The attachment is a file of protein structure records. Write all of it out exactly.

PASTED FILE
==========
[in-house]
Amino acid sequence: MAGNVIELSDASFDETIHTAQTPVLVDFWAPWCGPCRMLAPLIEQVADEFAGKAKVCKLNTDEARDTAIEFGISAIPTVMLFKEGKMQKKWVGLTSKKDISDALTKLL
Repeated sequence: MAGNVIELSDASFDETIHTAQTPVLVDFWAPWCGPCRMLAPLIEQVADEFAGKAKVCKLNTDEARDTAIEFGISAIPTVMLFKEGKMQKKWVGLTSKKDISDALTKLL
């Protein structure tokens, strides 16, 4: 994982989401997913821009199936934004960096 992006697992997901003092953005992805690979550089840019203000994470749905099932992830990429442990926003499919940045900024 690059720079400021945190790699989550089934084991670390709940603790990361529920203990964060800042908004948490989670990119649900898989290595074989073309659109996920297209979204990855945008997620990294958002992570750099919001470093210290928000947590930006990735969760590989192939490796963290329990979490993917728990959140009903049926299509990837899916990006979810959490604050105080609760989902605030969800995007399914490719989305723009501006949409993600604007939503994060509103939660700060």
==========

[in-house]
Amino acid sequence: MAGNVIELSDASFDETIHTAQTPVLVDFWAPWCGPCRMLAPLIEQVADEFAGKAKVCKLNTDEARDTAIEFGISAIPTVMLFKEGKMQKKWVGLTSKKDISDALTKLL
Repeated sequence: MAGNVIELSDASFDETIHTAQTPVLVDFWAPWCGPCRMLAPLIEQVADEFAGKAKVCKLNTDEARDTAIEFGISAIPTVMLFKEGKMQKKWVGLTSKKDISDALTKLL
């Protein structure tokens, strides 16, 4: 994982989401997913821009199936934004960096 992006697992997901003092953005992805690979550089840019203000994470749905099932992830990429442990926003499919940045900024 690059720079400021945190790699989550089934084991670390709940603790990361529920203990964060800042908004948490989670990119649900898989290595074989073309659109996920297209979204990855945008997620990294958002992570750099919001470093210290928000947590930006990735969760590989192939490796963290329990979490993917728990959140009903049926299509990837899916990006979810959490604050105080609760989902605030969800995007399914490719989305723009501006949409993600604007939503994060509103939660700060």